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As to the consistency issue...if I order a menu item at a restaurant and order it again on another occasion, I expect it to be very similar. If it tasted quite different I would be surprised. I guess I don't view the role of the chef in the same way as FaustianBargain does (and yes, I do have restaurant kitchen experience). When someone orders a menu item, I feel it is the role of the chef to deliver that item in a quality manner, as consistently as possible. Why have a menu if every dish is going to come out differently?

I feel that I am being misconstrued re the consistency issue. As far as I am concerned, I was crystal clear about the limits of inconsistency that are clearly reasonable/acceptable. I cannot translate and expand upon every word I utter everytime I am being beckoned in a post. I refuse to engage in any further discussion that is parked on the road to nowhere because of obvious misunderstanding.

Darcie B, I quoted you because yours was the last post I saw re my views on acceptable levels of consistency. My message is meant for everyone who commented before you about reasonable levels of consistency.

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so what is the appropriate response? take the complaints and smile away?

isnt feedback normal when a complaint is made?

The complaint in this case was basically your crabcakes aren't consistent. That's a management issue. If the owner had brought out the recipe, along with records showing the quantity of each ingredient consumed per day for the last few weeks, that would show that at least they understood that they had two people making the crab cakes in two different ways.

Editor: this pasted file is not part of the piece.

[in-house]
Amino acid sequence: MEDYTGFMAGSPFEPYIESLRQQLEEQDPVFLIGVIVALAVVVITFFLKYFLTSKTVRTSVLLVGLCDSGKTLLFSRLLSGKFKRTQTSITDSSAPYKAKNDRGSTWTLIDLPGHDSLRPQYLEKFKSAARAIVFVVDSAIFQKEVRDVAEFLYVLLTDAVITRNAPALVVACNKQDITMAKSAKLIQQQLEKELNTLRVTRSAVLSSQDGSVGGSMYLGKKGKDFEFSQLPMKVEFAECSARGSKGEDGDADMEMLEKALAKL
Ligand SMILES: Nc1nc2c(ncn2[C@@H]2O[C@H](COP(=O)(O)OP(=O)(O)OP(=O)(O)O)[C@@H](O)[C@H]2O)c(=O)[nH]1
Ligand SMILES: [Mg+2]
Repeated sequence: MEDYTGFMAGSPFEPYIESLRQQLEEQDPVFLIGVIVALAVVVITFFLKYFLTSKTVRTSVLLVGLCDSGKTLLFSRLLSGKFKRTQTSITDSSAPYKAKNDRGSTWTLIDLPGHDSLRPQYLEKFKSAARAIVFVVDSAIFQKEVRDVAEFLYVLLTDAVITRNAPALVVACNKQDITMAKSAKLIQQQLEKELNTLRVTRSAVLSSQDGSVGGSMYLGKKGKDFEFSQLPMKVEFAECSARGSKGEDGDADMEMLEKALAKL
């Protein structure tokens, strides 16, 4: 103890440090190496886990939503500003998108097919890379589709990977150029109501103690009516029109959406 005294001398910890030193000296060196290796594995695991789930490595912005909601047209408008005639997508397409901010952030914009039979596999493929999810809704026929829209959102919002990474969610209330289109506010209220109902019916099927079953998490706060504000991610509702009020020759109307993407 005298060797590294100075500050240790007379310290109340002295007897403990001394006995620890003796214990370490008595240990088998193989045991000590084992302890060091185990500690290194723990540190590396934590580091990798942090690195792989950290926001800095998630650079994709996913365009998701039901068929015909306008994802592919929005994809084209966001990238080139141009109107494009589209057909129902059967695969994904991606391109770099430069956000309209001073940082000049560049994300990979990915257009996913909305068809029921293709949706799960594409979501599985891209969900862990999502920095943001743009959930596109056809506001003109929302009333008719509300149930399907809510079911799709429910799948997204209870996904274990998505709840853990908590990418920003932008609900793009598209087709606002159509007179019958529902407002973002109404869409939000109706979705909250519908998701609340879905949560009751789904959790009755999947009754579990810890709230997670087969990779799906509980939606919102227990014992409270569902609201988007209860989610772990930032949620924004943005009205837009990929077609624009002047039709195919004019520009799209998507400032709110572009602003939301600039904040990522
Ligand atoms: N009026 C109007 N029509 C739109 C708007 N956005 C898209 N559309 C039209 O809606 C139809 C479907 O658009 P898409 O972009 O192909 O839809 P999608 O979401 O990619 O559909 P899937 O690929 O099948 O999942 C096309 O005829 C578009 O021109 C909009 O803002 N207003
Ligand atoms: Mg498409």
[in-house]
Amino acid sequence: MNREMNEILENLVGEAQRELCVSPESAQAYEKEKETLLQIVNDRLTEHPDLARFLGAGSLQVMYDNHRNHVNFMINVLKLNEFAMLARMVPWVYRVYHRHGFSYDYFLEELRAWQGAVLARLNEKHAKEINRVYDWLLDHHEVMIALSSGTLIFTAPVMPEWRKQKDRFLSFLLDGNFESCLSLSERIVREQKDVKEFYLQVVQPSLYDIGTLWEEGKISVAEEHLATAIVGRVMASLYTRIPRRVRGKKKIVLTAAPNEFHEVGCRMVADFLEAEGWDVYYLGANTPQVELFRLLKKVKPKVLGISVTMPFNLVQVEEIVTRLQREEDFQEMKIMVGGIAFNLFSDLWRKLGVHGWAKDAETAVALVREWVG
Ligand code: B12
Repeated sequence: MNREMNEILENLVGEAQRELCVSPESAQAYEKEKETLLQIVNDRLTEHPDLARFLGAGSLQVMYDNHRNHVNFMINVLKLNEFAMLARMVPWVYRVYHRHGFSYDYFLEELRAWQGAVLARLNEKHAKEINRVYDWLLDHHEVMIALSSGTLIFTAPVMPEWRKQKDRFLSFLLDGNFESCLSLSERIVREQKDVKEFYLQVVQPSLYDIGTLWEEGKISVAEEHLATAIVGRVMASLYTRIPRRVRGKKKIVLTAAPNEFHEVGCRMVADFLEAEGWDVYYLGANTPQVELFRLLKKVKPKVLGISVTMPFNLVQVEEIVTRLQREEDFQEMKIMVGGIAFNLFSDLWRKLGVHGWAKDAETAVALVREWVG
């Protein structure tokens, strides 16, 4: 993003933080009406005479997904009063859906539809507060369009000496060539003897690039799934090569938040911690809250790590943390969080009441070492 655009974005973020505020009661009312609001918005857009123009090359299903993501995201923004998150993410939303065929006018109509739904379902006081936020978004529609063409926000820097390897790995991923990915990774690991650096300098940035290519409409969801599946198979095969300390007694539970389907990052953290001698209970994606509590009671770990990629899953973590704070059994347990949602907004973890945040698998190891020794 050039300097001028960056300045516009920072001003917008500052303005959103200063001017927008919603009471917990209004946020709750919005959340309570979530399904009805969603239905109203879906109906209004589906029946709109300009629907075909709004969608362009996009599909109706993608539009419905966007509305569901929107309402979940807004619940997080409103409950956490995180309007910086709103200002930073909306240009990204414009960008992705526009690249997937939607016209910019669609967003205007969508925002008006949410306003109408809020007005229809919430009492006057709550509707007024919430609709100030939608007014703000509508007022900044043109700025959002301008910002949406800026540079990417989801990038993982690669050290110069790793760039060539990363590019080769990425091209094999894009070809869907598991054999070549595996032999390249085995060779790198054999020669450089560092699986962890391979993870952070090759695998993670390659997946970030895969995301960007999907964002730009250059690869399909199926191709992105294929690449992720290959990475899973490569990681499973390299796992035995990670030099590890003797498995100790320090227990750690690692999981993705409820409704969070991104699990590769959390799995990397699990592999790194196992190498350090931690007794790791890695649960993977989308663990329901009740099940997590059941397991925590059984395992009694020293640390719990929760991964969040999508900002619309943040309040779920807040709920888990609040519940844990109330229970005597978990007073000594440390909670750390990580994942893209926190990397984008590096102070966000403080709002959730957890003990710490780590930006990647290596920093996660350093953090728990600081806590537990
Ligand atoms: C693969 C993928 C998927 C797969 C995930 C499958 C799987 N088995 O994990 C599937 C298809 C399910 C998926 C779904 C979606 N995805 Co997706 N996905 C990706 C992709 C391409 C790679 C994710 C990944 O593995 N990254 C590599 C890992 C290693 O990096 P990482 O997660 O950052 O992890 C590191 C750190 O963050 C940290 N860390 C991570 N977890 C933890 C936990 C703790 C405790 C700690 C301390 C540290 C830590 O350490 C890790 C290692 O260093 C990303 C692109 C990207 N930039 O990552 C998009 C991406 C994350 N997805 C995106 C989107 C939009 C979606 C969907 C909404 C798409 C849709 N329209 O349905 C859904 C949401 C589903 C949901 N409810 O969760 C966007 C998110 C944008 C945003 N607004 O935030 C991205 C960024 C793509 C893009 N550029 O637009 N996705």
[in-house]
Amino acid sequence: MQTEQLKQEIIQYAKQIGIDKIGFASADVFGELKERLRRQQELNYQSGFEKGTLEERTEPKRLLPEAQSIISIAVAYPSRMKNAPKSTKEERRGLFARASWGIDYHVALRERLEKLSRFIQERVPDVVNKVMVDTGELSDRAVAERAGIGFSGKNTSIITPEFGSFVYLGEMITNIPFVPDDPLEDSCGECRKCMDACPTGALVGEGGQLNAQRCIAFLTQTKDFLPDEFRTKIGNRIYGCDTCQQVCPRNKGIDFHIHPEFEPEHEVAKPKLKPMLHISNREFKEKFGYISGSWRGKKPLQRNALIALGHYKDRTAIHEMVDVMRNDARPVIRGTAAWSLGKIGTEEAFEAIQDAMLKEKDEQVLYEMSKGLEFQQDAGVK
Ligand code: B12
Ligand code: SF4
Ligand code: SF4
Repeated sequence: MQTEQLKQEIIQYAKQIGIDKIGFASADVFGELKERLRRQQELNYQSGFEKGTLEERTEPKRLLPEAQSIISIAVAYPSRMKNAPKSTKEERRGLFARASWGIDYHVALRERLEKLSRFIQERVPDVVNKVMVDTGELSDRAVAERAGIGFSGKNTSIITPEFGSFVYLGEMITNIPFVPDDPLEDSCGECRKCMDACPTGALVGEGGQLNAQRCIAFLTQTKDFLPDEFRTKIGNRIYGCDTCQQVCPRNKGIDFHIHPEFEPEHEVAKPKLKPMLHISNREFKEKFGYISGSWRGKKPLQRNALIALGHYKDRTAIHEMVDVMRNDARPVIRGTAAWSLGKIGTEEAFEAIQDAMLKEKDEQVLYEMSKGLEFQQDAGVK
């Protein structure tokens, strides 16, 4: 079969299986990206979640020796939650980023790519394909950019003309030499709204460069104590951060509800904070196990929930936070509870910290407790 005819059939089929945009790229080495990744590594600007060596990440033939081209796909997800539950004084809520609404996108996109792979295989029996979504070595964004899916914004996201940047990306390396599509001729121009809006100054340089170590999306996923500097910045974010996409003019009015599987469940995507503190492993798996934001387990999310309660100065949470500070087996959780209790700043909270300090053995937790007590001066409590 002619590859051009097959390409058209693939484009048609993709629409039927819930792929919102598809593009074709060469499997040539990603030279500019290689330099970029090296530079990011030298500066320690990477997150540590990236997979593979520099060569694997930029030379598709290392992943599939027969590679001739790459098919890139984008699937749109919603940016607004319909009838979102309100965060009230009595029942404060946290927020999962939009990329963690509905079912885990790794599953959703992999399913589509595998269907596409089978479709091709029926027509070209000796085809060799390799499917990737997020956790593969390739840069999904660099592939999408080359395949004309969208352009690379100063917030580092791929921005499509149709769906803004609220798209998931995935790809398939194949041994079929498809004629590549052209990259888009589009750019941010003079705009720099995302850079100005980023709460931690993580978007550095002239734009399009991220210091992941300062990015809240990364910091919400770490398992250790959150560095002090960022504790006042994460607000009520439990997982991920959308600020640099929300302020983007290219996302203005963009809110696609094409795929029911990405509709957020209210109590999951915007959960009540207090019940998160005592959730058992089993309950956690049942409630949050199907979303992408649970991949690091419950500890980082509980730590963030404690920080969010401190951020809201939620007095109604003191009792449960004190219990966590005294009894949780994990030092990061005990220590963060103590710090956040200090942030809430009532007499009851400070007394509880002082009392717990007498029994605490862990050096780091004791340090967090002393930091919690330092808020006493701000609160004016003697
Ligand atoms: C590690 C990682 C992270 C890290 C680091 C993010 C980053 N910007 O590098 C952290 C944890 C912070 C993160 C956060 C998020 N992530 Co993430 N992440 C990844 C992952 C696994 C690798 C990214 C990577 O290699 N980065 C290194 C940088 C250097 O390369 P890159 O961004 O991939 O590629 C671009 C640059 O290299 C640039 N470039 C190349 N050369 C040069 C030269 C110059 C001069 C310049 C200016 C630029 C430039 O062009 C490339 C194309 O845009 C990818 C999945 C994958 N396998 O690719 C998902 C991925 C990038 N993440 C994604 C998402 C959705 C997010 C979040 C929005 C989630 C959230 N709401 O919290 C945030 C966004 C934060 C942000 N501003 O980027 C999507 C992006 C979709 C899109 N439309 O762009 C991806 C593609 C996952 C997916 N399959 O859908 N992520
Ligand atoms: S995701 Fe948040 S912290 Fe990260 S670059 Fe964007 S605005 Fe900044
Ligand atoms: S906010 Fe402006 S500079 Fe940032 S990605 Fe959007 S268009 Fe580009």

Huh? Bringing out the recipe with records showing quantity of each ingredient?

Arent we taking ourselves a widdle too seriously?

We? I know I don't take myself too seriously, and I have a tough time taking anyone who uses the word widdle seriously at all.

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The complaint in this case was basically your crabcakes aren't consistent. That's a management issue. If the owner had brought out the recipe, along with records showing the quantity of each ingredient consumed per day for the last few weeks, that would show that at least they understood that they had two people making the crab cakes in two different ways.

All of this for crabcakes? :blink::huh::unsure::wacko: (searching for more emoticons)

EDIT: not just for crabcakes...

Records showing quantity of each ingredient consumed.....

If anyone here has never been in a kitchen, it would be a real eye opener for them to spend and evening in a busy kitchen.

All the the owner had to do is smile, assure you that she would check into the matter with the chef give you a bowl of ice cream. End of story.

I am still curious as to if the beverages where the same on each visit. Wine or cocktail selection can make the same dish taste like night and day.